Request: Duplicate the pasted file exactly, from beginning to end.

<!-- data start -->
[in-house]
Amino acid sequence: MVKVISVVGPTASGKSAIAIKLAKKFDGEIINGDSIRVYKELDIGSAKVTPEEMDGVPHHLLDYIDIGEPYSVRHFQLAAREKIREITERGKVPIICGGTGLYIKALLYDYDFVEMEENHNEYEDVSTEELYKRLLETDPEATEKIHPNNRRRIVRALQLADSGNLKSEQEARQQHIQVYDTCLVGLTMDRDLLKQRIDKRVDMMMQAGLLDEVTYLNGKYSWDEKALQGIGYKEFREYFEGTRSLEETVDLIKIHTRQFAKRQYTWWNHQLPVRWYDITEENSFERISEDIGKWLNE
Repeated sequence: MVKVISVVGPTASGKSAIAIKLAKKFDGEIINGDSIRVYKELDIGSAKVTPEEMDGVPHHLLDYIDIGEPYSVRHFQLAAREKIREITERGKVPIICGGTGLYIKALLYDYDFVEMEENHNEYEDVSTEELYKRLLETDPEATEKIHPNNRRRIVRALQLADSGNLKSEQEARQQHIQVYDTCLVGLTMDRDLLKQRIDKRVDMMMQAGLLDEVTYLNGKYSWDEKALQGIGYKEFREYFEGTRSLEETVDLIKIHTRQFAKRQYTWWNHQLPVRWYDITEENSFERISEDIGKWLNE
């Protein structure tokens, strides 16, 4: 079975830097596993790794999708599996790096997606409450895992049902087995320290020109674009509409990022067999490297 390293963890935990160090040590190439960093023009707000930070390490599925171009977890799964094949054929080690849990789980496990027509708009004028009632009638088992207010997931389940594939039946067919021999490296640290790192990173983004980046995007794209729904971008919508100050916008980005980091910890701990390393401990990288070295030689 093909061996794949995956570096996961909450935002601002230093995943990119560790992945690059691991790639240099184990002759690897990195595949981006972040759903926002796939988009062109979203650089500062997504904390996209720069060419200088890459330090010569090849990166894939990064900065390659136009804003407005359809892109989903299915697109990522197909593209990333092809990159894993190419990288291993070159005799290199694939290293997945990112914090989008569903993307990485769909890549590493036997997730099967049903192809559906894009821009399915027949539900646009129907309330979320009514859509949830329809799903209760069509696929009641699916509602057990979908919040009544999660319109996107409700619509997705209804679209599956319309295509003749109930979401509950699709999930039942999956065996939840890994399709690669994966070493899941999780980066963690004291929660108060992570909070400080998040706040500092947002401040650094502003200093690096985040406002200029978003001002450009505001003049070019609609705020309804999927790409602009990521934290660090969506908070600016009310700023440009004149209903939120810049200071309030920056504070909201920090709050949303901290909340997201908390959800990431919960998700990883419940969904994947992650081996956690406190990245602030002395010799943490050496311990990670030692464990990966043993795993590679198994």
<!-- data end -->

[in-house]
Amino acid sequence: MVKVISVVGPTASGKSAIAIKLAKKFDGEIINGDSIRVYKELDIGSAKVTPEEMDGVPHHLLDYIDIGEPYSVRHFQLAAREKIREITERGKVPIICGGTGLYIKALLYDYDFVEMEENHNEYEDVSTEELYKRLLETDPEATEKIHPNNRRRIVRALQLADSGNLKSEQEARQQHIQVYDTCLVGLTMDRDLLKQRIDKRVDMMMQAGLLDEVTYLNGKYSWDEKALQGIGYKEFREYFEGTRSLEETVDLIKIHTRQFAKRQYTWWNHQLPVRWYDITEENSFERISEDIGKWLNE
Repeated sequence: MVKVISVVGPTASGKSAIAIKLAKKFDGEIINGDSIRVYKELDIGSAKVTPEEMDGVPHHLLDYIDIGEPYSVRHFQLAAREKIREITERGKVPIICGGTGLYIKALLYDYDFVEMEENHNEYEDVSTEELYKRLLETDPEATEKIHPNNRRRIVRALQLADSGNLKSEQEARQQHIQVYDTCLVGLTMDRDLLKQRIDKRVDMMMQAGLLDEVTYLNGKYSWDEKALQGIGYKEFREYFEGTRSLEETVDLIKIHTRQFAKRQYTWWNHQLPVRWYDITEENSFERISEDIGKWLNE
């Protein structure tokens, strides 16, 4: 079975830097596993790794999708599996790096997606409450895992049902087995320290020109674009509409990022067999490297 390293963890935990160090040590190439960093023009707000930070390490599925171009977890799964094949054929080690849990789980496990027509708009004028009632009638088992207010997931389940594939039946067919021999490296640290790192990173983004980046995007794209729904971008919508100050916008980005980091910890701990390393401990990288070295030689 093909061996794949995956570096996961909450935002601002230093995943990119560790992945690059691991790639240099184990002759690897990195595949981006972040759903926002796939988009062109979203650089500062997504904390996209720069060419200088890459330090010569090849990166894939990064900065390659136009804003407005359809892109989903299915697109990522197909593209990333092809990159894993190419990288291993070159005799290199694939290293997945990112914090989008569903993307990485769909890549590493036997997730099967049903192809559906894009821009399915027949539900646009129907309330979320009514859509949830329809799903209760069509696929009641699916509602057990979908919040009544999660319109996107409700619509997705209804679209599956319309295509003749109930979401509950699709999930039942999956065996939840890994399709690669994966070493899941999780980066963690004291929660108060992570909070400080998040706040500092947002401040650094502003200093690096985040406002200029978003001002450009505001003049070019609609705020309804999927790409602009990521934290660090969506908070600016009310700023440009004149209903939120810049200071309030920056504070909201920090709050949303901290909340997201908390959800990431919960998700990883419940969904994947992650081996956690406190990245602030002395010799943490050496311990990670030692464990990966043993795993590679198994």